Well-intentioned efforts to solve complex community issues with Collective Impact processes risk failure without sufficient attention paid to the formation and management of the partnership. Communities throughout the US have eagerly embraced Collective Impact as a framework for their work. However, without sufficient attention paid to the foundation and development of the partnership, these groups are ripe for the collapse of relationships, hurt feelings, wasted resources, and worst of all, not making progress on the very issue they are seeking to address.  This paper submits that the role of a Partnership Broker is integral in bringing a disciplined method and proven philosophy to the formation and maturation of a partnership, helping to create conditions favorable for using sophisticated processes such as Collective Impact.

Read Kathy’s story here. How did you apply partnership brokering when working with different collaborative frameworks? In what ways did it benefit the process? Share your experiences with us on Twitter #partnershipbrokers.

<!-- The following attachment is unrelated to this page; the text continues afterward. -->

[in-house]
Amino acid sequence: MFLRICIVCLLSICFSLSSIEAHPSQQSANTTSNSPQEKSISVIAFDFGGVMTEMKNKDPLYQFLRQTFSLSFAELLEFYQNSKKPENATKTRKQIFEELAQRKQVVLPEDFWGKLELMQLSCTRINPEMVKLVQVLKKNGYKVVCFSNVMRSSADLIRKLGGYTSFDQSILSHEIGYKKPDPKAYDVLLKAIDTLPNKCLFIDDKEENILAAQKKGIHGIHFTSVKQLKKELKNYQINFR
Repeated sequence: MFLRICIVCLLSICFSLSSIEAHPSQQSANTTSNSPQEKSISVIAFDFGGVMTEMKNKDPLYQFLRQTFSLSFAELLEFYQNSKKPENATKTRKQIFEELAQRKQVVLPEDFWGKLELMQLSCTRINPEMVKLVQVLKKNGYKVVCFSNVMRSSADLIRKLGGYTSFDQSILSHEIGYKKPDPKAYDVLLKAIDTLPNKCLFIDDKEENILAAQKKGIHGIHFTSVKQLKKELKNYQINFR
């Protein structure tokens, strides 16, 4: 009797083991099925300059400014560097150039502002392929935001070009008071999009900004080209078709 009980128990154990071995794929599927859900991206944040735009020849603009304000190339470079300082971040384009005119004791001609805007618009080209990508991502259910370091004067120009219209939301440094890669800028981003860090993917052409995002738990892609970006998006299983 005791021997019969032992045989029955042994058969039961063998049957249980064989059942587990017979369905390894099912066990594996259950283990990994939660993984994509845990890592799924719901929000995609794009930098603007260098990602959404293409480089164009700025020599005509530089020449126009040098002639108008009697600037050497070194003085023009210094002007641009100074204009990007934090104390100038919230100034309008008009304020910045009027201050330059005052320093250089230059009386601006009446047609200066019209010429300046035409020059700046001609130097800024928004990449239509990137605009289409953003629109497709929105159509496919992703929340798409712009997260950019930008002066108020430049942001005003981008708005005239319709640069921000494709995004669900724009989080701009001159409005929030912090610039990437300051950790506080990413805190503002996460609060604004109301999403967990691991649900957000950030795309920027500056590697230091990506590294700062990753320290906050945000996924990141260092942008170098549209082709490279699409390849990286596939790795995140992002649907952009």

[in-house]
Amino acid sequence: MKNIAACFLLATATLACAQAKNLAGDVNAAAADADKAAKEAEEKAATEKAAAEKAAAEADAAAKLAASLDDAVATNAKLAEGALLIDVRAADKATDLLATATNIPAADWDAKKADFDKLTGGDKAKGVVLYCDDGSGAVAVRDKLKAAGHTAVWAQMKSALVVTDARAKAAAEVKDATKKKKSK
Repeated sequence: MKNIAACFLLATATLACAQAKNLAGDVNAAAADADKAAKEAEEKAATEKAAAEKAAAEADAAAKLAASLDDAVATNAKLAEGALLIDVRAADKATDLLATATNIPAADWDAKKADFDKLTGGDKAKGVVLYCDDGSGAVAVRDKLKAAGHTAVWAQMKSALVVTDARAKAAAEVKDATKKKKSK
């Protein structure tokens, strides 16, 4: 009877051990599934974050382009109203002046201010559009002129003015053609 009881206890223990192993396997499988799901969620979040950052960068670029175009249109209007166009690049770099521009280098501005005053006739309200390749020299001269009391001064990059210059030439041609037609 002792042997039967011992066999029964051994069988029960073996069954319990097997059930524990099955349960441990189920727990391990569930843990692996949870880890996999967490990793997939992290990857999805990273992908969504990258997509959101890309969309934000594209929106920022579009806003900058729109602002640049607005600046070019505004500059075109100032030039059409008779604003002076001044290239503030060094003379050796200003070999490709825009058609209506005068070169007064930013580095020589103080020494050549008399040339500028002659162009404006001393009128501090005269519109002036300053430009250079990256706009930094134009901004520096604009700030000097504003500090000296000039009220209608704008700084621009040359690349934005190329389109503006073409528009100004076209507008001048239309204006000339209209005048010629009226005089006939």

More Stories from Practice.

Evolving your collaborative style – skills and competencies in partnership brokering

When our associate Catherine Russ formally took the first step to becoming a PBA accredited partnership broker in 2013, she felt that the course helped her ‘fit all the pieces of her professional and personal development journey together.’ Feedback from numerous alumni of the Partnership Brokers Training (PBT) seems to mirror that.

Being able to identify and articulate what it is that many of us do intuitively in their collaborative spaces, is an important step toward becoming more intentional about directing our skills and resources for supporting transformative partnerships.

During the Partnership Brokers Training, we invite participants to call out skills they are using and seeing in their partnering work and to think about how these enable efficient and effective collaboration.

Emerging from practice, we collected a list of skills and competencies we frequently identified in successful collaborators whose work often seems intuitively guided by the question of what is needed next. The list is not an exhaustive one, nor should it be.

Cath used her accreditation journey to deeply reflect on how thought patterns and behaviors influenced the way she would understand and apply certain collaborative skills. Cath takes us through a colorful display of layered context, which reveals shifts in her consciousness that opened new possibilities for evolving and shaping her personal partnering style.